$900k grant will fund research and training to promote neuro-inclusive hiring
Helping young adults with intellectual disabilities succeed in the workplace often has as much to do with those around them as it does with their own abilities.
Supervisors with proper training and support can often mean the difference between positive and negative outcomes for individuals with intellectual disabilities, says Shanna Burke, an assistant professor in the School of Social Work in the Robert Stempel College of Public Health & Social Work.
Burke recently received a $900,000 grant from the Florida Center for Students with Unique Abilities, that will, in part, be used to develop leadership training for human resource personnel and supervisors whose organizations offer internship or provide job shadowing opportunities for FIU Embrace students with intellectual disabilities.
“Previous research has shown that some employers have concerns,” Burke says. “These concerns may arise out of a lack of experience as a supervisor to someone with intellectual disabilities. They might perceive that these employees don’t have a sense of job readiness. They may be worried about organizational costs to make accommodations.”.”
So this grant funding will create a leadership training series, led by Dr. Valentina Bruk-Lee and her HealthyWork lab, which will offer support to middle and upper-level management to expand supervisor skills and provide managers with strategies that focus on supporting employees with intellectual disabilities. The team also plans to offer technical assistance to supervisors and human resource professionals.
“People have different mannerisms. People have different ways of social interaction,” Burke explains how those with intellectual and developmental disabilities might behave in ways unlike others. For example, “A supervisor might really expect eye contact [from an employee], but for the person with a disability, that might be something that they struggle with. That might be part of the nature of their disability.”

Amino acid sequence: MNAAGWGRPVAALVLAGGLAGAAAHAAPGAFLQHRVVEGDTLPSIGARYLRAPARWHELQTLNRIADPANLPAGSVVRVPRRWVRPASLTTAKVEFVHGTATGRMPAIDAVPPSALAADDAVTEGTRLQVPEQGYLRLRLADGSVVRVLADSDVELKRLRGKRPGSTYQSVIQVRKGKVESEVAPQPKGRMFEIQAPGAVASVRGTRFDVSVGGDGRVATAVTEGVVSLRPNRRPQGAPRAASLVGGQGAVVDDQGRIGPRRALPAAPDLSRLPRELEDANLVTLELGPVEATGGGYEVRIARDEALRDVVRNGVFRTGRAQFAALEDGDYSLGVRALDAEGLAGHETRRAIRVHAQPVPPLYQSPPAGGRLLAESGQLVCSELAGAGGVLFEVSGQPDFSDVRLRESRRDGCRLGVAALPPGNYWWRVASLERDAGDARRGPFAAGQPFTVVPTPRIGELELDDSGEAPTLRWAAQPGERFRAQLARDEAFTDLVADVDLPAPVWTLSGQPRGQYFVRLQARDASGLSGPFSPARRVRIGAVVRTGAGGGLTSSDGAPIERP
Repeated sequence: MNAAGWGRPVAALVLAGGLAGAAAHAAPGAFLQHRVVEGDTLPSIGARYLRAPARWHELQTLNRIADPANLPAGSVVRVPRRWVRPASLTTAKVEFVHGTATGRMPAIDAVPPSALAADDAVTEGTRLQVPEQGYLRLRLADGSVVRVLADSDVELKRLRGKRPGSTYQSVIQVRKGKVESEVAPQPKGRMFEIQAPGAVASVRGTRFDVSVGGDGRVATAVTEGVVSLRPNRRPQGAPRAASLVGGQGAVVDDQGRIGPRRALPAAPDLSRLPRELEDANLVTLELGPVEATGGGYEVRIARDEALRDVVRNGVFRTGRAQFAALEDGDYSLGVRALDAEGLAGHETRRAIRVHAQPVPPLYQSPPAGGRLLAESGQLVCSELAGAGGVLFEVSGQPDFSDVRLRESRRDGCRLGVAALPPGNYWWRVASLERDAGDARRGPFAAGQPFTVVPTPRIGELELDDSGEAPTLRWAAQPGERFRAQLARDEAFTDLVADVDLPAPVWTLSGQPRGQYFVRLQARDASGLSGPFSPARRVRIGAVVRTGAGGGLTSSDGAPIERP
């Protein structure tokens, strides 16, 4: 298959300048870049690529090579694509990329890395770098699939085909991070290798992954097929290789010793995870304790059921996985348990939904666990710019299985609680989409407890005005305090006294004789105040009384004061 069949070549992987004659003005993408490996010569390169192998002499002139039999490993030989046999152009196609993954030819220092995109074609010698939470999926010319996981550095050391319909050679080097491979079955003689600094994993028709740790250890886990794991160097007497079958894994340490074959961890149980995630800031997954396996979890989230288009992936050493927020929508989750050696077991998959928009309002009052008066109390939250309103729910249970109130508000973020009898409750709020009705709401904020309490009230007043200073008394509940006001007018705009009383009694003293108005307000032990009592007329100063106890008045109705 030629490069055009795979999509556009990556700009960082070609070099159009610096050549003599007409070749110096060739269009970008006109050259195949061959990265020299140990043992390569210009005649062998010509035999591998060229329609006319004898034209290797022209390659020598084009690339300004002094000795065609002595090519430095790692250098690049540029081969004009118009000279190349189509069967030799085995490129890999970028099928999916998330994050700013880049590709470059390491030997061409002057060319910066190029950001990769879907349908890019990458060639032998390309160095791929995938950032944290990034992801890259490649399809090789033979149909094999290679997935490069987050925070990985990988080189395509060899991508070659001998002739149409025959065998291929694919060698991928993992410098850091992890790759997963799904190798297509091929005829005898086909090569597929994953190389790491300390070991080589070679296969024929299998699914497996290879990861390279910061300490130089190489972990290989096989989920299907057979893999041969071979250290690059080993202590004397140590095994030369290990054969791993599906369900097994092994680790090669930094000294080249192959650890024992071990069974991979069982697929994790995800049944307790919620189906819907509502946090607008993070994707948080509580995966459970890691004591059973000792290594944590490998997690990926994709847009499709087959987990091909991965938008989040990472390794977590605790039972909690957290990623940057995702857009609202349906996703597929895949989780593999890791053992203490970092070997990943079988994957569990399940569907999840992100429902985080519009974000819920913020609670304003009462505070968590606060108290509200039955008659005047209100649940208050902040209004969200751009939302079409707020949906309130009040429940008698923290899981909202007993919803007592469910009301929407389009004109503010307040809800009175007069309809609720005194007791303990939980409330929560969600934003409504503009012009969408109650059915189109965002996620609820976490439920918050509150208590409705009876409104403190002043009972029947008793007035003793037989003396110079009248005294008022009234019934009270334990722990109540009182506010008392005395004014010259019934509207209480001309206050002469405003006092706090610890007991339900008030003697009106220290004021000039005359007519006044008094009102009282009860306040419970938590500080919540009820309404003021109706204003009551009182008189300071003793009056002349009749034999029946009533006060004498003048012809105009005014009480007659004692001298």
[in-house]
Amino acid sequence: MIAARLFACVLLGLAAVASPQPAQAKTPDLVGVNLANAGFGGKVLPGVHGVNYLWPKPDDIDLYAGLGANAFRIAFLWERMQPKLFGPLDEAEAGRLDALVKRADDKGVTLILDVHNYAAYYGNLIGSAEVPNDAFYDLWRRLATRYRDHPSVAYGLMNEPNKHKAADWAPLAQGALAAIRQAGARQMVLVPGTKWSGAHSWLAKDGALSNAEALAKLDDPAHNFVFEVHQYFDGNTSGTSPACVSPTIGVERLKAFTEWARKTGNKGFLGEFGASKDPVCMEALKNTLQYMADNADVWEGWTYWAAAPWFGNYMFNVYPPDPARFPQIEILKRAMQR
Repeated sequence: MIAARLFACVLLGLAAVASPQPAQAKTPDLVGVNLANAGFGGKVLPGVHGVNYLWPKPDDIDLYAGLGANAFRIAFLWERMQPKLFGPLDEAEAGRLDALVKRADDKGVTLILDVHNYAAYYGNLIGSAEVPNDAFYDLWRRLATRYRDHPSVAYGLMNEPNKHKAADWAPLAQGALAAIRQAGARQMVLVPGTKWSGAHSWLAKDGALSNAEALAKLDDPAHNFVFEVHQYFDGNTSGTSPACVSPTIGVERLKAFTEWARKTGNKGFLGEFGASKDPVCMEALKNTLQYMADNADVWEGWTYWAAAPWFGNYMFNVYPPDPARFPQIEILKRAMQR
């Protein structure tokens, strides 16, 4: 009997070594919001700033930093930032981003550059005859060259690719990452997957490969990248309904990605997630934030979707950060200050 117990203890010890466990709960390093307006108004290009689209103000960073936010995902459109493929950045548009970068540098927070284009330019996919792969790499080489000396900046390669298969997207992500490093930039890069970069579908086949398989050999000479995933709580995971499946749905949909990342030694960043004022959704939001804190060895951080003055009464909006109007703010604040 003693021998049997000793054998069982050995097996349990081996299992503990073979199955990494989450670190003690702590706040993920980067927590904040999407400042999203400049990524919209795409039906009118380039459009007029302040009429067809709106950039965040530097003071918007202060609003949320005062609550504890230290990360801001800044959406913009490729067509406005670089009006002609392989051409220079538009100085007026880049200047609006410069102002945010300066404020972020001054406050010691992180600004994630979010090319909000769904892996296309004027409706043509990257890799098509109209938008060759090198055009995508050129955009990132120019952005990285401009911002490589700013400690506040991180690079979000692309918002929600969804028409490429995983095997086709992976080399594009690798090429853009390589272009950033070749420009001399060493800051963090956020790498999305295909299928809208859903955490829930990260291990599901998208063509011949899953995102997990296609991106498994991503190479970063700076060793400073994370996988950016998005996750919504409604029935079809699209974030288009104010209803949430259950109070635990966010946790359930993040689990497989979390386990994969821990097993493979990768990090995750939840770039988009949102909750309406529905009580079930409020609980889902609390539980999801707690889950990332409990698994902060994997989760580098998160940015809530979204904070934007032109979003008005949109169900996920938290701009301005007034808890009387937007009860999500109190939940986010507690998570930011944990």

Recognizing such differences will help a supervisor better understand what previously might have been viewed as disrespect or inattention, Burke explains.
The leadership training will be a new component of FIU Embrace, a university program that offers young adults with intellectual and developmental disabilities the opportunity to participate in classes alongside neurotypical peers. Such students also have opportunities to participate in work internships, an important component of the program and one that prompted this grant submission.
Additionally, the grant will support education geared to boosting independent living skills among the target population and will fund universal instructional design models that will help faculty members make the classroom experience more productive and inclusive for all students.
Burke says that a few companies have made hiring individuals with intellectual and development disabilities an active part of their recruiting strategy, among them Walgreen’s and federal home loan giant Freddie Mac. It was reported that in a multi-year study of Walgreens employees those with disabilities had fewer safety incidents, half the turnover rate, and productivity levels equal to or exceeding those of employees without disabilities. Locally, Baptist Health, which partners with FIU Embrace, offers FIU Embrace students internships and has hired students into full and part employment.
“I think a lot of popular media shows that people are becoming more accepting and aware of neurodiversity,” Burke says. And for those still unsure about such hires, she hopes her work will turn them around. “I think part of the issue is simply a lack of knowledge and exposure.”